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Bush Praises N.C. Community Colleges' Economic Help

President George W. Bush praised North Carolina’s community colleges for stepping in to help the work force in a changing economy.

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NEW YORK — President Bush praised North Carolina’s community college system Friday during a speech at The Economic Club of New York.
For about 90 seconds, Bush spoke in glowing terms about how North Carolina's community colleges trained the work force for a changing economy.

“What the state of North Carolina did was they wisely used their community college system to be able to fit needs and skills (of workers),” he said.

When textiles moved out, community colleges stepped in, Bush said.

“North Carolina recognized they had a great opportunity to become a magnet for the health care industry. And a lot of their textile workers, with government help called ‘trade adjustment assistance,’ went to community colleges to gain new skills," Bush said.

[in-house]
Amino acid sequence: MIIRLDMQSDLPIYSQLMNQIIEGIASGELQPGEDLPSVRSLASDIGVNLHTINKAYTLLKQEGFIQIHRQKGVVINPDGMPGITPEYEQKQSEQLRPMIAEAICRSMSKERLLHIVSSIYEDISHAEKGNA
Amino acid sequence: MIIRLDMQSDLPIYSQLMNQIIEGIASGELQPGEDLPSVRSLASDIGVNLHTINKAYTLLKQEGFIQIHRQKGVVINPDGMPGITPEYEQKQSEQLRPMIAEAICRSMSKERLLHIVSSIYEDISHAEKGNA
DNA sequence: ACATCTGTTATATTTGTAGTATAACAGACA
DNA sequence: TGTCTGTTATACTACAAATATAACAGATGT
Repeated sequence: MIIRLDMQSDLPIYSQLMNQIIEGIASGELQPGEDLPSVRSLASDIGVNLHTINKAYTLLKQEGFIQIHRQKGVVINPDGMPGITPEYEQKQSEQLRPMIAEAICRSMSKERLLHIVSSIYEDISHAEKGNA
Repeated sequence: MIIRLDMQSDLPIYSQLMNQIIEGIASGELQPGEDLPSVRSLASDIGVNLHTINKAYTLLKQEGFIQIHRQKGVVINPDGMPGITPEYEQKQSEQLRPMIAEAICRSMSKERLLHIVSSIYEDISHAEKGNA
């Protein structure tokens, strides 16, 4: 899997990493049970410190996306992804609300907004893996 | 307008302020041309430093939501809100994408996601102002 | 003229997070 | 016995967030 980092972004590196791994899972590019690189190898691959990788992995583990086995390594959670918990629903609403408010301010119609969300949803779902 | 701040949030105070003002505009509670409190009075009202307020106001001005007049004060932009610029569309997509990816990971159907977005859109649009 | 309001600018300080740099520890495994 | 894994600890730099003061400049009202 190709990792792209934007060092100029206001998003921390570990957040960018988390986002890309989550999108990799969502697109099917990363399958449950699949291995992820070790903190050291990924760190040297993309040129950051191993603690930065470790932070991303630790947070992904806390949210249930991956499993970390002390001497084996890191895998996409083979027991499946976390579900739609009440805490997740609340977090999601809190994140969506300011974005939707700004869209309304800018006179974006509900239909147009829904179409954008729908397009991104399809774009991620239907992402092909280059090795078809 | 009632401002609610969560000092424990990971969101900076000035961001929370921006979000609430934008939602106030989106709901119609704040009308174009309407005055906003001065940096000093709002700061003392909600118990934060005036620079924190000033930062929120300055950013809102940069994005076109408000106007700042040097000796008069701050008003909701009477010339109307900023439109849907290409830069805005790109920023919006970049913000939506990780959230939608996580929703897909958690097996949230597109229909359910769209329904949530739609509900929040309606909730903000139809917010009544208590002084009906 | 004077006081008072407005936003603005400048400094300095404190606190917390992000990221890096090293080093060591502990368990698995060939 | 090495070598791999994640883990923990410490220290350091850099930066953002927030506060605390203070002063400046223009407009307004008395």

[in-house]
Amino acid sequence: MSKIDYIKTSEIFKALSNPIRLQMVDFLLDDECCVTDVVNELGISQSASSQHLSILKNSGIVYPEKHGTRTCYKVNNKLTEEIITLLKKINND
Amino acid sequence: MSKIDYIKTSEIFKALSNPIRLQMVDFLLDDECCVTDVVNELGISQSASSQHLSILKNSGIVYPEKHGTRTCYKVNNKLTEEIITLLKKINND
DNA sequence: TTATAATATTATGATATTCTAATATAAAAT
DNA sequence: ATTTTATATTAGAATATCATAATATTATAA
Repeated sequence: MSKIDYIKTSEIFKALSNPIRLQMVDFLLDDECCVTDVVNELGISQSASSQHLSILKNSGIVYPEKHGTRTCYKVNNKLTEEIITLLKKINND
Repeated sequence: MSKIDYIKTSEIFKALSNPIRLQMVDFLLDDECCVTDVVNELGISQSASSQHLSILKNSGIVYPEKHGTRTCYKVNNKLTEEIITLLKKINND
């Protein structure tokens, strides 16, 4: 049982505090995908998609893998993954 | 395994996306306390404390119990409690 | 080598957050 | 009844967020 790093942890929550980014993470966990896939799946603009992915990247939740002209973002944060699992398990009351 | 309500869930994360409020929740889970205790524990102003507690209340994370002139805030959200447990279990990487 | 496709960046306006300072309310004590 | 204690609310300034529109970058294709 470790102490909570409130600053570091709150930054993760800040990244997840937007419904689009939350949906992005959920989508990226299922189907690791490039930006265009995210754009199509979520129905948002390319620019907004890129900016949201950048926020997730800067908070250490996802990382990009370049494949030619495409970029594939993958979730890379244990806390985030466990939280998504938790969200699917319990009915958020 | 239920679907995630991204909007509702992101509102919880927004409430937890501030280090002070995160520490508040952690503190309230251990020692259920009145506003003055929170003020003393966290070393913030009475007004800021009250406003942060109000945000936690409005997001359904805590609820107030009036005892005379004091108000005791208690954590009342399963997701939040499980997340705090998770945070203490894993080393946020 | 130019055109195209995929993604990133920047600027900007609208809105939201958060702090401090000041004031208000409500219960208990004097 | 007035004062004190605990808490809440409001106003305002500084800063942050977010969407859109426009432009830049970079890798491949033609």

"And it turns out, that when you analyze what happened, it’s just the added value, it’s just kind of the increase in productivity and the relevancy of the job training that made the wages higher for those than they were in the textile industry.”

Dr. Steve Scott, president of Wake Technical Community College, said his college worked to adjust its offerings to better suit workers' needs.

"We have been in the business of being flexible and providing new and different kinds of training," Scott said.

Bush called community colleges “probably the most market-driven education system in the United States, unlike some higher education intuitions that are either unwilling or sometimes incapable of adjusting curriculum.”

The average age of the 60,000 students at Wake Tech is 35 – a fact that reflects school officials' efforts to shape the curriculum to meet the short- and long-term needs of the Triangle's economy, Scott said.

"When a new company, like say Credit Swiss, comes to town, we will provide customized training for them," Scott said.

Retired physicist James Kinn was learning to become a chef. He enrolled in a professional writing class to prepare him for what he thinks his new career will require.

"Written communication, how to do it for a business – remember, I ultimately want to be in business, so that's the kind of communication I need to deal with," Kinn said.

More than 800,000 students are enrolled in community college statewide. In-state tuition is about $670 for a full load of classes each semester.


Bryan Mims, Reporter
Kelly Hinchcliffe, Web Editor
Anne Johnson, Web Editor

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